Author Ron Leighton – Readers are GODS !

Posted: November 25, 2011 in Uncategorized

A well-worn philosophical thought experiment asks, “If a tree falls in the forest and there’s no one there to hear it, does it make a sound?” Well, plain logic tells us such an event certainly creates sound waves. However, if there is no ear drum, human or otherwise, upon which those waves can pound, does the tree-falling event really happen?

Yet, while a tree falling in the forest may be said to happen without an observer, I would argue a book without a reader is suffering an existential crisis of the first order. Though a tree does not exist, nor does it fall, for the sake of an observer (though observing a tree is certainly a privilege), a book is incomplete until it has found at least one reader. Readers are to books what the ear is to music, the ass is to rhythm, and the eye to the DaVinci. Books are only a glory when their magic is allowed to flicker in the hearts and minds of readers. A book without a reader is an idea, as ephemeral as a ghost, or worse, a paper-weight.

Granted a reader, a book awakens and its story becomes flesh and bone, it is allowed to breathe! When a reader allows the first few words of a story into his heart, a character is aroused from her imposed slumber and she takes a quick breath and is glad, exultant to be alive. Her heart beats and the blood flows in her veins as the words unfold. A smile crosses her face and her eyes light up. She knows the curse of sleep has been broken. She rises and walks across the land. The reader whispers the prose to himself and a breeze winds through the trees as the sun warms the spreading earth.

And when the book is laid aside once more the character returns to sleep reluctantly, desperate in her netherworld until a reader picks up the thread of her story and lets her sun rise again.

The reader is the final, indispensable god in the creation of the story.

Learn more about Author Ron Leighton here –      http://ronleightonauthor.blogspot.com/

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Comments
  1. A very nicely written reminder on this Black Friday (& always)!

  2. jessiebincr says:

    Excellent piece. Readers are, indeed, gods to us wordsmiths. Sure, it’s great to write something that impresses you and that you’re proud of…but ultimately, unless you’re a “pure” artist, one who creates art for art’s sake, it’s pretty much useless t write a masterpiece without someone to read it. I’m honest enough to acknowledge the inherent egotism in what we writers do. We (hopefully) hone and polish our craft to make it marketable, palatable, appealing to the *readers*. I, personally, get a serious thrill when I know someone enjoys what I have written. I want my writing to create feelings in them, to conjure up worlds they’ve never been to but that still feel real, to sculpt characters that are individuals and that breathe on their own. When I get “fan mail” It makes me want to write more, and better, for them. I think if you have the audacity to ask someone to pay for the privilege of reading what you wrote, you’d better make pretty darn sure that it’s worth reading. It’s dangerous to anger the gods…if you commit hubris and disrespect them, they’re likely to take away their favor, and in our real world as authors, that means a lot off dollars and cents flushed down the tubes. Thanks again, great post!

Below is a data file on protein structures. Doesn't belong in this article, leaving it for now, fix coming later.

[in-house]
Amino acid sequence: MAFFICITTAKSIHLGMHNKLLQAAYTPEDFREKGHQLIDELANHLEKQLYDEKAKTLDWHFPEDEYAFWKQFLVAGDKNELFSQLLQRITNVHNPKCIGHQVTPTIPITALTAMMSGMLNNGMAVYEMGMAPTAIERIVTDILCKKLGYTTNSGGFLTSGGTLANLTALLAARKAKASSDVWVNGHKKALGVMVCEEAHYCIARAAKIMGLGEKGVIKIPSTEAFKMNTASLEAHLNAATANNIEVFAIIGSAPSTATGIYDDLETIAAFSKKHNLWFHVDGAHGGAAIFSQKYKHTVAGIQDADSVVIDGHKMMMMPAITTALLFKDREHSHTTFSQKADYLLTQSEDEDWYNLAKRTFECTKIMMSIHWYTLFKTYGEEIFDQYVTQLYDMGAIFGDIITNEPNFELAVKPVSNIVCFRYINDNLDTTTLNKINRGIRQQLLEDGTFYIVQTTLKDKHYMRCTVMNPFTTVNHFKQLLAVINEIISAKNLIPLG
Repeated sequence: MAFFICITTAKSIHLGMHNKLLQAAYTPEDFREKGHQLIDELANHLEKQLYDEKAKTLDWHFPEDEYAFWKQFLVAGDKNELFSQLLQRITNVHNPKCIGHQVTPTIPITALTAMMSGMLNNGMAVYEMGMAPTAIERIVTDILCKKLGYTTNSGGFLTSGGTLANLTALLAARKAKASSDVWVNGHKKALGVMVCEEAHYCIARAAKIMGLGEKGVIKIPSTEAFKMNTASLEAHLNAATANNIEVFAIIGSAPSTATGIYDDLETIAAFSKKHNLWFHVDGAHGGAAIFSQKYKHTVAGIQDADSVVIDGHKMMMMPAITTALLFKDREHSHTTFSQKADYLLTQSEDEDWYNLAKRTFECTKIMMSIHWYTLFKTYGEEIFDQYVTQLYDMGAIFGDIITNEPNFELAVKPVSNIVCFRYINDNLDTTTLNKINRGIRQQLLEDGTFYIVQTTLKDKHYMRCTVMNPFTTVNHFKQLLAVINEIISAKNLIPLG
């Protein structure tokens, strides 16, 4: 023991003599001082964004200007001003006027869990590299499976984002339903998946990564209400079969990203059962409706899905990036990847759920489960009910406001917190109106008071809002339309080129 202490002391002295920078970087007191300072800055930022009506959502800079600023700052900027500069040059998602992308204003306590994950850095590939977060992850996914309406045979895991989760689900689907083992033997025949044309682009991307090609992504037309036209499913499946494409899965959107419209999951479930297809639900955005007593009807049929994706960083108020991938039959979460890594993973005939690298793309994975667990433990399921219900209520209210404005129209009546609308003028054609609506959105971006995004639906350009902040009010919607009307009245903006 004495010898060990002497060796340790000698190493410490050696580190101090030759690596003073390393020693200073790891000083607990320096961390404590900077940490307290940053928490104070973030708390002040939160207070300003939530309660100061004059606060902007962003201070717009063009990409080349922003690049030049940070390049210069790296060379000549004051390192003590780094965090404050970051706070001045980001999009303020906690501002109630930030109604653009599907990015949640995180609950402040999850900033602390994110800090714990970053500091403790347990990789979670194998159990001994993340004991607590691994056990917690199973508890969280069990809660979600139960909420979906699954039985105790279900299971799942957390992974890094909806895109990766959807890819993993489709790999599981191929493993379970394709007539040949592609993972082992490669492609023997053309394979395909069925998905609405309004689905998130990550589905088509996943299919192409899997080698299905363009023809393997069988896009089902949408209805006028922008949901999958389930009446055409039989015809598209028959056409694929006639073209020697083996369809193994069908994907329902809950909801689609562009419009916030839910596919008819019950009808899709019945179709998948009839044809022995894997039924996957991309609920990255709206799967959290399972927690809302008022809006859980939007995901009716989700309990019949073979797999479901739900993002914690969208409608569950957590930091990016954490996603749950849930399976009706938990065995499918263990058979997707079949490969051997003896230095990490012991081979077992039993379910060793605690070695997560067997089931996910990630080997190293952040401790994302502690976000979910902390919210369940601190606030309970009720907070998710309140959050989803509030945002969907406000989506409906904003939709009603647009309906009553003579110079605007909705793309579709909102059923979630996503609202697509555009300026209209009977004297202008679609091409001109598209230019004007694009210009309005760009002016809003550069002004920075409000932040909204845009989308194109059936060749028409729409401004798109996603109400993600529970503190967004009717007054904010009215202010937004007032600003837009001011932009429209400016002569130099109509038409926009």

3. ronrex12 says:

    A great reiteration! Thank you. 🙂

  4. dagonsblood says:

    This is quite an analogy… and so very true!

  5. zencherry says:

    Why helllooooo Ron! I love this existentialistic viewpoint, but I would argue that a book written has been read by at least the author. 😉 I get it though, I do. Especially the hiney wiggling to rhythm part. 😀

    Excellent post Mr. Talented.

  6. Jeff Hansen says:

    Cool stuff, Ron. But does a tree make a sound if it falls in the backyard while everyone is inside listening to heavy metal?

    To address Jessie’s point, Herman Melville became discouraged when he lost his audience as his books became increasingly brilliant. In frustration, he actually dedicated his novel PIERRE to Greylock Mountain. (I kid you not. See article at .) When he died, BILLY BUDD—now considered a masterpiece—was a manuscript gathering mold in a drawer.

    So, is a genius brilliant even if nobody pays attention?

    • jessiebincr says:

      Hey Jeff, excellent input. I agree–genius exists, even when it’s not acknowledged by anyone else. My point was in the egotistical world of an author, the reader’s reaction is often almost as important as the satisfaction of the actual pride of creation itself, and it can actually be pivotal in the development of greater skill. If that wasn’t true, we wouldn’t bridle at bad reviews, especially those by people who didn’t even really seem to read the work! And such discouragement and indignation (evidenced by Melville’s dedication of a book to a mountain!) is often what spurs us to work harder at being better at the craft. It’s almost like saying, “Nyah nyah!” at the world. But again, great point. It’s unfortunate so many true geniuses fall by the wayside, when the masses are clamoring after…ahem…crap. 😉

    • Ron Leighton says:

      Regarding the tree: Well, no, not if everyone is listening to heavy metal music. Stands to reason. 🙂 But I get your point. I would argue there are stories itching to be realized by a reader while the heavy metal , or the rap, or the TV rattles on.

      I do think a writer can be a genius even if nobody pays attention. But a book, a story, requires a reader, I think, to reach its potential. I write to please my imagination first, but my stories and my characters ache to live in people’s hearts and minds. Is a beautiful work collecting dust in a closet the same as a beautiful work displayed for the world to see? No. I’m sure Melville would think so.

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